We’re left with an apathetic generation of young people, an economy that refuses to bounce back and developers masquerading as concerned politicians. Golf is in a trap of quicksand. Is there hope? Yes. Solutions are right in front of us.
1. Increase outreach, particularly with the black community. We’ll never see another player with the social impact of Tiger Woods, but we can certainly have more African Americans in the game. I think it is coming. Tiger’s success inspired black kids to take up the game. If they were like me and didn’t mind getting on the bus facing snarky comments (i.e. tough enough), it will happen.
Just a side note: I’m not a fan of Tiger. I would bet my life that he was on PEDs that included HGH among others (hence, his injuries). His conduct was often atrocious and his complaints about too many fans bothering him were ill timed as well as insulting to those of modest means. But there is no denying his impact for African Americans. If just one kid from the inner city takes up the game, he did his job. There has also been a spike in the growth of two-parent African American middle class families; exactly the type of target consumer the game needs.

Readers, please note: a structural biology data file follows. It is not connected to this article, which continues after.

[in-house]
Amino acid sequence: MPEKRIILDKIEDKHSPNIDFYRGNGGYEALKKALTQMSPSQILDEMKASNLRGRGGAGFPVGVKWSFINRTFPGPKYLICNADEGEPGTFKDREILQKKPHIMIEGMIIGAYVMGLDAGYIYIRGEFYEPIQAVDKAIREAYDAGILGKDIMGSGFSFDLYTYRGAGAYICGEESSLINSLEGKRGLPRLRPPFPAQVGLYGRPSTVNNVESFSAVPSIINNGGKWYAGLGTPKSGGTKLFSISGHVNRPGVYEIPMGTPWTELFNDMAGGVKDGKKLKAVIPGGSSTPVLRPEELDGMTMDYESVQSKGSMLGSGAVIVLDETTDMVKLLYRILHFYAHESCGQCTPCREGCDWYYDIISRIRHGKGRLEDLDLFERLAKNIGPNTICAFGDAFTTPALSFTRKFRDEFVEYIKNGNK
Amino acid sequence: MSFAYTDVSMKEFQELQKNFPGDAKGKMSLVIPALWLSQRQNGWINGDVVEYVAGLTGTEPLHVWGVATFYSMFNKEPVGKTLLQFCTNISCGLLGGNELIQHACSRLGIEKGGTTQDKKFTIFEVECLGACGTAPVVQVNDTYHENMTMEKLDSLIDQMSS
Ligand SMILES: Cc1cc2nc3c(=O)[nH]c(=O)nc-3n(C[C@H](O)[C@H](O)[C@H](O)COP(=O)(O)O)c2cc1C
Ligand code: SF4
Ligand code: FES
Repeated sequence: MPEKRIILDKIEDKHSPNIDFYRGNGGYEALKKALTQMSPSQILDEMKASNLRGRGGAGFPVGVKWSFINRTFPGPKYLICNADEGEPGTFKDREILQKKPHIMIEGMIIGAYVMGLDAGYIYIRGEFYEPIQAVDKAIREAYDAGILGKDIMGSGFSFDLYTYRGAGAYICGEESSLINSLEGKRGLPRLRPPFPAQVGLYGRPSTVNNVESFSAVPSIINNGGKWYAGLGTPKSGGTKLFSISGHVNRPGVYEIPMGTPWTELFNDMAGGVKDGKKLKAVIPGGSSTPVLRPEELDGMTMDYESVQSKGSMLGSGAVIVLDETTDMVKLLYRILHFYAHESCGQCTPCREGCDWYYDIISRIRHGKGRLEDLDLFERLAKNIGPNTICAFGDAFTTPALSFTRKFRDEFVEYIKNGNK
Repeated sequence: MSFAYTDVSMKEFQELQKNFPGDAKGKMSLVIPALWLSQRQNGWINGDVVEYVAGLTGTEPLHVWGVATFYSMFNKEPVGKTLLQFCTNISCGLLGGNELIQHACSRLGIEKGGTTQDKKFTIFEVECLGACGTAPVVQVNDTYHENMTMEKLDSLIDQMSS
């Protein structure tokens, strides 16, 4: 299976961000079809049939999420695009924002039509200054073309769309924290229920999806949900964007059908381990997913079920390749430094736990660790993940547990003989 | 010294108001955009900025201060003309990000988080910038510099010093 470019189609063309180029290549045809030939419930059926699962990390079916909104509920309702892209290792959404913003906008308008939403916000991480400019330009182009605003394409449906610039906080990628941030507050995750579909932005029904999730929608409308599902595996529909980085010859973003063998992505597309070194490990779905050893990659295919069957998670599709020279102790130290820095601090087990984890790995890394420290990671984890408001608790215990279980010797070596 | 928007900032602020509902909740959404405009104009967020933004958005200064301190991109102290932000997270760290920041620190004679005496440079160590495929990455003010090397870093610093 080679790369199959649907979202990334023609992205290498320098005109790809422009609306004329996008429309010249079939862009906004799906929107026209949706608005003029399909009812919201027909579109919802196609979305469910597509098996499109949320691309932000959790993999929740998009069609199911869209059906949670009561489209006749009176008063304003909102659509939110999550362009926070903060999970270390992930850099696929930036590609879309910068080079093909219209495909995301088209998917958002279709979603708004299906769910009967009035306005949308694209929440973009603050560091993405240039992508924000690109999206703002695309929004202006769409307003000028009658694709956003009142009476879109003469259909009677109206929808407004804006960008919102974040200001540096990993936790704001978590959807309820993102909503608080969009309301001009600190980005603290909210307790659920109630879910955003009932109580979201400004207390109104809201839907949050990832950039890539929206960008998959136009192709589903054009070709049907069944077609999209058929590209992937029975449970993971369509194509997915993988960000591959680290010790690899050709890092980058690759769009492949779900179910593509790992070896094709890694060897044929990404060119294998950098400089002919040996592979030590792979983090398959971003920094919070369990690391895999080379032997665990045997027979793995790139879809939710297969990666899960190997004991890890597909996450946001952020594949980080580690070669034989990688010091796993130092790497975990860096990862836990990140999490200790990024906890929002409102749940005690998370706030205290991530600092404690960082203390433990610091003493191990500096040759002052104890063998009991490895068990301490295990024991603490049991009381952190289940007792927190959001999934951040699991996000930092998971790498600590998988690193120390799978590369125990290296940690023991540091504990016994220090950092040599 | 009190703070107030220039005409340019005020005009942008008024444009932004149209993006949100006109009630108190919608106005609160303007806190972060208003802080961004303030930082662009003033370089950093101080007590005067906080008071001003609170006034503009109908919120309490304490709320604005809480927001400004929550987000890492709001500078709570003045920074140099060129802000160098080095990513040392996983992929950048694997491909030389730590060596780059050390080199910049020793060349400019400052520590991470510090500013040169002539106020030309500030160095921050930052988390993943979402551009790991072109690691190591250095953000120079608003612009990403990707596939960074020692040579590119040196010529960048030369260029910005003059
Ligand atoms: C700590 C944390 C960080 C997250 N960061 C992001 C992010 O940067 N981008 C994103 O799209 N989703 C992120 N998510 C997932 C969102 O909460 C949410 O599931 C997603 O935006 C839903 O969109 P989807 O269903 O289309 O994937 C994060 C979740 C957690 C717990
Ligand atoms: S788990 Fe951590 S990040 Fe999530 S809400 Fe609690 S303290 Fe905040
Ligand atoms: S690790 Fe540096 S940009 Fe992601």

2. Use their power - The USGA and the PGA can swing a mighty club against unscrupulous developers. Some of these developers and builders are members, which can complicate matters. These organizations need to lobby the cities against closures and use their financial wherewithal to stop it. Donate to public courses or the cities themselves. Cities have funds set up just for that purpose. Developers do it all the time in a multitude of different ways to gain influence. There are so many independent golf clubs that provide recreation for middle and working class families. An infusion of capital will help spread the game.